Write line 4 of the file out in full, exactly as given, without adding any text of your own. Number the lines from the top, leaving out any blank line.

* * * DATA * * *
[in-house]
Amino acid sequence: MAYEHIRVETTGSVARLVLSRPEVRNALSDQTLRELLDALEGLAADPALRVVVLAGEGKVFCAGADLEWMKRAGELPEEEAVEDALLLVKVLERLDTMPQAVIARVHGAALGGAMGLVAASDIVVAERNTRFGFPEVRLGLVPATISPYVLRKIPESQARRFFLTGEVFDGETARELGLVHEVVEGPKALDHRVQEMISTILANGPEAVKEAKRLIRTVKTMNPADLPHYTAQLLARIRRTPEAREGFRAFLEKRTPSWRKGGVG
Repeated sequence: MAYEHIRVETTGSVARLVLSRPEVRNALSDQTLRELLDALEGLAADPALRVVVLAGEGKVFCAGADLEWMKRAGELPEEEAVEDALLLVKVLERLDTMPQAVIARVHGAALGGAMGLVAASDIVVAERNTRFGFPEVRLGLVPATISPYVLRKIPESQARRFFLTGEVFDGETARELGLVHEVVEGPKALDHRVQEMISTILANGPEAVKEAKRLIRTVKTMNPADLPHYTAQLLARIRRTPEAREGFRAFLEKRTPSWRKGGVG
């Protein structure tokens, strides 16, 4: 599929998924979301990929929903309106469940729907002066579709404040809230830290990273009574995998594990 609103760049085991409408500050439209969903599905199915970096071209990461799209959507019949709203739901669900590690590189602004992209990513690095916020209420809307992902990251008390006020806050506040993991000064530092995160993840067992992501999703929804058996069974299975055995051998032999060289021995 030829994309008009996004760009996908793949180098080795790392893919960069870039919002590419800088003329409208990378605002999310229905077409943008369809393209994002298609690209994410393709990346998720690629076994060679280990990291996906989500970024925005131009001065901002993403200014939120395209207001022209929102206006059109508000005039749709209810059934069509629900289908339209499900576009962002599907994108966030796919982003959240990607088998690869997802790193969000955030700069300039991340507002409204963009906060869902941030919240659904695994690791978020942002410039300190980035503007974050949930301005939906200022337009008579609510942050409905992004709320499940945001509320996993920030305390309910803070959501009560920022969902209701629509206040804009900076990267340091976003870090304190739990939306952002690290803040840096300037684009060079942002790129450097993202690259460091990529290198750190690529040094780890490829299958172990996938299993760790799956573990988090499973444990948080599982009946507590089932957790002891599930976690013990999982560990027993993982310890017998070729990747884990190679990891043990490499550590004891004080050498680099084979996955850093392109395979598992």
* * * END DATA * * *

């Protein structure tokens, strides 16, 4: 599929998924979301990929929903309106469940729907002066579709404040809230830290990273009574995998594990 609103760049085991409408500050439209969903599905199915970096071209990461799209959507019949709203739901669900590690590189602004992209990513690095916020209420809307992902990251008390006020806050506040993991000064530092995160993840067992992501999703929804058996069974299975055995051998032999060289021995 030829994309008009996004760009996908793949180098080795790392893919960069870039919002590419800088003329409208990378605002999310229905077409943008369809393209994002298609690209994410393709990346998720690629076994060679280990990291996906989500970024925005131009001065901002993403200014939120395209207001022209929102206006059109508000005039749709209810059934069509629900289908339209499900576009962002599907994108966030796919982003959240990607088998690869997802790193969000955030700069300039991340507002409204963009906060869902941030919240659904695994690791978020942002410039300190980035503007974050949930301005939906200022337009008579609510942050409905992004709320499940945001509320996993920030305390309910803070959501009560920022969902209701629509206040804009900076990267340091976003870090304190739990939306952002690290803040840096300037684009060079942002790129450097993202690259460091990529290198750190690529040094780890490829299958172990996938299993760790799956573990988090499973444990948080599982009946507590089932957790002891599930976690013990999982560990027993993982310890017998070729990747884990190679990891043990490499550590004891004080050498680099084979996955850093392109395979598992």